In the early 1970s, Stephen R. Donaldson dropped out of a Ph.D. program and dedicated himself to writing. Energized by the additional time and focus, he crafted a bold, 250,000-word fantasy novel, his modern response to Tolkien. Over the next four years, however, as he rewrote the book and penned two sequels, his work was rejected 47 different times.
Finally, however, Donaldson resubmitted to Ballantine, headed by a new, visionary editor Lester del Rey. Del Rey asked to see the second and third books as well, and ultimately decided to take a chance. Thus was The Chronicles of Thomas Covenant, the Unbeliever born.
The initial trilogy (Lord Foul’s Bane, The Illearth War, The Power That Preserves) tells the story of Thomas Covenant, a successful author whose wife abandons him, taking their son, when Covenant is diagnosed with leprosy.
Shunned by his community and isolated by the measures required to keep his illness under control, Covenant has just resigned himself to solitude when he finds himself translated to a different world. The Land, as its inhabitants simply call it, is a place of breathtaking beauty and natural magic. As a leper, however, Covenant refuses to believe in its healing power. To do so would be to break the safe routines that keep him alive.
Over the course of the trilogy, however, he comes to accept responsibility for the world, whether because it really exists or because it is a reflection of his own soul. The people of the Land, led by the Lords of Revelstone and aided by the Unhomed Giants, see Covenant as the reincarnation of a great historic hero. His wedding band, a ring of white gold, is a mighty talisman, able to channel “the wild magic that destroys peace.”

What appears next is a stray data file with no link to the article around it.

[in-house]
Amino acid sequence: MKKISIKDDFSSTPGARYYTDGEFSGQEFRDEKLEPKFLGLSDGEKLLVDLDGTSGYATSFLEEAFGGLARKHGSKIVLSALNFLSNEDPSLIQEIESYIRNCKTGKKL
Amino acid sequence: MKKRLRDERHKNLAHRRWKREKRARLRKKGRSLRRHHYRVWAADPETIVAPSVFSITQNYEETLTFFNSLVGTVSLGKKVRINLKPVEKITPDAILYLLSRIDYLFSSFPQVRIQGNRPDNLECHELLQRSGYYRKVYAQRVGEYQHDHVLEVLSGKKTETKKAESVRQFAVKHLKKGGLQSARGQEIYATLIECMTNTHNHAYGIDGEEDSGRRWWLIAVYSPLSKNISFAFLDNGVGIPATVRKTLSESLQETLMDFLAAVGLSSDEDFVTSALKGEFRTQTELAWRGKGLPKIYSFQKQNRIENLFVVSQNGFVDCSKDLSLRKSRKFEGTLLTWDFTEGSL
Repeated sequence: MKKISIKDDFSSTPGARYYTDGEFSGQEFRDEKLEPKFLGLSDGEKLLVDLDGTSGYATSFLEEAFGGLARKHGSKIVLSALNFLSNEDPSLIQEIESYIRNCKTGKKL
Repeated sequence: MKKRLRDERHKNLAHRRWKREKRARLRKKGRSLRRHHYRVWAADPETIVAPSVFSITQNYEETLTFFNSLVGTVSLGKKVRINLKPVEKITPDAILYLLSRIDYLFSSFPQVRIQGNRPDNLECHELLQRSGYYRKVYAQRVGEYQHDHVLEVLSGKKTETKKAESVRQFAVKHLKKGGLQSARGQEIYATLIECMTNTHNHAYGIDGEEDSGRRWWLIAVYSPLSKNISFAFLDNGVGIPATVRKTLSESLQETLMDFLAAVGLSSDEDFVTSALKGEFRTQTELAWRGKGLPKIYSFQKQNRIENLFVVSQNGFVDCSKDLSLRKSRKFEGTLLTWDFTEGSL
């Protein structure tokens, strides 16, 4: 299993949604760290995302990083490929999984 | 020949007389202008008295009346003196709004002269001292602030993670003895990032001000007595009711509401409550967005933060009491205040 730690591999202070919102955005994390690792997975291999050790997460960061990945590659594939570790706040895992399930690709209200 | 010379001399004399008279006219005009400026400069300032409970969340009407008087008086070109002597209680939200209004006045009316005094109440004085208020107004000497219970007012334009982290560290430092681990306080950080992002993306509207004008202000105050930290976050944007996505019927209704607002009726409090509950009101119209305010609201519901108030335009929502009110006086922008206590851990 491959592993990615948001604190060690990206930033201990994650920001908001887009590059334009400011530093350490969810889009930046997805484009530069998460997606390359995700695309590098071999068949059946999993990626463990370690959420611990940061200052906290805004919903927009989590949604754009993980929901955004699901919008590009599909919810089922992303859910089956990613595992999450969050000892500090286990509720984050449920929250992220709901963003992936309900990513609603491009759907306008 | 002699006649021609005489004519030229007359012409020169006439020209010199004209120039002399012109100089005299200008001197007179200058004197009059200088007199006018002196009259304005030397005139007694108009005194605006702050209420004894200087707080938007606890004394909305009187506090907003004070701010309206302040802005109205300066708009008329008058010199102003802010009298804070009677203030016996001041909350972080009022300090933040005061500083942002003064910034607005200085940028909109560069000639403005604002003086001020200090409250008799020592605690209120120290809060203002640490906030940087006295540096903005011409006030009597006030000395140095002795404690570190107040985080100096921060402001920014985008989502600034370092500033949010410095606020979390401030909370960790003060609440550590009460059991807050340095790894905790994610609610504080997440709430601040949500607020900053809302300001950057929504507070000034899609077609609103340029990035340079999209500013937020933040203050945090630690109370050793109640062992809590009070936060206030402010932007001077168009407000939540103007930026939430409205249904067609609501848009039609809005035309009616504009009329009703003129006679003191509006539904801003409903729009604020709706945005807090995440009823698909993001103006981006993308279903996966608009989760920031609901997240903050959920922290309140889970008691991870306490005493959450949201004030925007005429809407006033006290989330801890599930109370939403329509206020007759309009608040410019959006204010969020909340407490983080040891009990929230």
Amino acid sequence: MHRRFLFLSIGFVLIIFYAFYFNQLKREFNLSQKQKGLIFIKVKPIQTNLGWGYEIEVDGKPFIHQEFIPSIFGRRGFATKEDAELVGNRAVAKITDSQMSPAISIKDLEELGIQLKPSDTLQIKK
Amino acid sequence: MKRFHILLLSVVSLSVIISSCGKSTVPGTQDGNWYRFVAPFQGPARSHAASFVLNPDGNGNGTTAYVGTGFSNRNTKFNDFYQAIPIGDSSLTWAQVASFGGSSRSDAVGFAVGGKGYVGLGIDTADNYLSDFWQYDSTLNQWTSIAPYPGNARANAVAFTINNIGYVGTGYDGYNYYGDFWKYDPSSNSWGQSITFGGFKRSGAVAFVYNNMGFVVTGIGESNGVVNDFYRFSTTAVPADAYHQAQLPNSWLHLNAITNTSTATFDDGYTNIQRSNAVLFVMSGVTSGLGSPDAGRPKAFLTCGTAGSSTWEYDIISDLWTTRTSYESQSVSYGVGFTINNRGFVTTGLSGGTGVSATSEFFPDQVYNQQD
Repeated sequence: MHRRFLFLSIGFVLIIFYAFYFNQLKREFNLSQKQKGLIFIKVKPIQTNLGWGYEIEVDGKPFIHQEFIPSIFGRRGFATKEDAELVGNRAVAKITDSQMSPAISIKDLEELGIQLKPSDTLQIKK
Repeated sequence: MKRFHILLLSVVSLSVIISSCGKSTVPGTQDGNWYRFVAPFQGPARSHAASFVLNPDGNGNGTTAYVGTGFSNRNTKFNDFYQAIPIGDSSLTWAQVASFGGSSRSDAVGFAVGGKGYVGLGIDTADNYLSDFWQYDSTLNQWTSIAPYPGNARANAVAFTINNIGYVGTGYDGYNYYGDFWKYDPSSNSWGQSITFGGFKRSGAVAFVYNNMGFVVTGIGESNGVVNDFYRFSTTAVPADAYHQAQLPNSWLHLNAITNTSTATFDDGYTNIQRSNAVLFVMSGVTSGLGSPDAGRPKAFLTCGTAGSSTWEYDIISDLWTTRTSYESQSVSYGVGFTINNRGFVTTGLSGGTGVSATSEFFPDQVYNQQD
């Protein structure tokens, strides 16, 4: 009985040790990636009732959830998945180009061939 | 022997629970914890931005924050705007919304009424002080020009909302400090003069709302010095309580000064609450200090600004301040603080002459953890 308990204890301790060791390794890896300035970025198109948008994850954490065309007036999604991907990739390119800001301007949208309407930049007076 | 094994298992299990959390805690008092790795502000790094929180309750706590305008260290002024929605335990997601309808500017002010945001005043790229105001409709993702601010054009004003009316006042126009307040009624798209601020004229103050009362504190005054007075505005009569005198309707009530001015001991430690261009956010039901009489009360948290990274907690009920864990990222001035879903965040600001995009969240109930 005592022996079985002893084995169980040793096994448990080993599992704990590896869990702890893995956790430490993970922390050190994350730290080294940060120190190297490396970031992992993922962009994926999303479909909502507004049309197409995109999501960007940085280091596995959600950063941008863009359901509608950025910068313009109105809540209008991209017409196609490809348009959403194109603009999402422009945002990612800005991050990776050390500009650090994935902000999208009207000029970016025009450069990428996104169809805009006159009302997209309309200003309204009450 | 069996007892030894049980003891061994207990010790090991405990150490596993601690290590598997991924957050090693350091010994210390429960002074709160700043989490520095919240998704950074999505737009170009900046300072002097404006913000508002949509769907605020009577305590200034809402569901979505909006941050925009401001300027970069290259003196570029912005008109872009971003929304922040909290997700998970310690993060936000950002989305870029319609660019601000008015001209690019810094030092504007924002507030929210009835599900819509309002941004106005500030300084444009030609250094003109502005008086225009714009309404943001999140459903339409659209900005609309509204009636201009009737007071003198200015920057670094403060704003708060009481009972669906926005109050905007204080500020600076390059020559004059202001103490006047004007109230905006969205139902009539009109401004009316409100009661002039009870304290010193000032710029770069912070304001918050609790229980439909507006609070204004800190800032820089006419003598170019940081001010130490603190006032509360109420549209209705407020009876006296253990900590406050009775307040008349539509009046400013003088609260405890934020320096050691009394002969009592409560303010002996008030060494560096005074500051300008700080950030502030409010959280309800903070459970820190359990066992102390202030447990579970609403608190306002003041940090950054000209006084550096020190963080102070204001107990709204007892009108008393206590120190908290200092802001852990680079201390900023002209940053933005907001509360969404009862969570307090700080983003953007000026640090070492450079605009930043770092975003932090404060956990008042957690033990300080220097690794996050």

Covenant is drawn into the Land’s struggle against a dark, chaotic figure known as the Despiser or Lord Foul. Trapped since the creation of the world, Foul seeks to push Covenant into using his ring and losing control of the wild magic, so that the Arch of Time is destroyed and the Despiser freed. But when Covenant finds a way to balance his unbelief with his compassion, the leper is able to confront Foul and achieve a victory.
Donaldson followed this trilogy with seven more books, the final of which was just released. If you’re a fan of fantasy and haven’t read them, you should definitely give them a shot. Not only a stirring tale, of magic and adventure, but also a moving meditation on guilt, powerlessness, and second chances, The Chronicles of Thomas Covenant, the Unbeliever will make you fall in love with the Land as much as its reluctant savior does.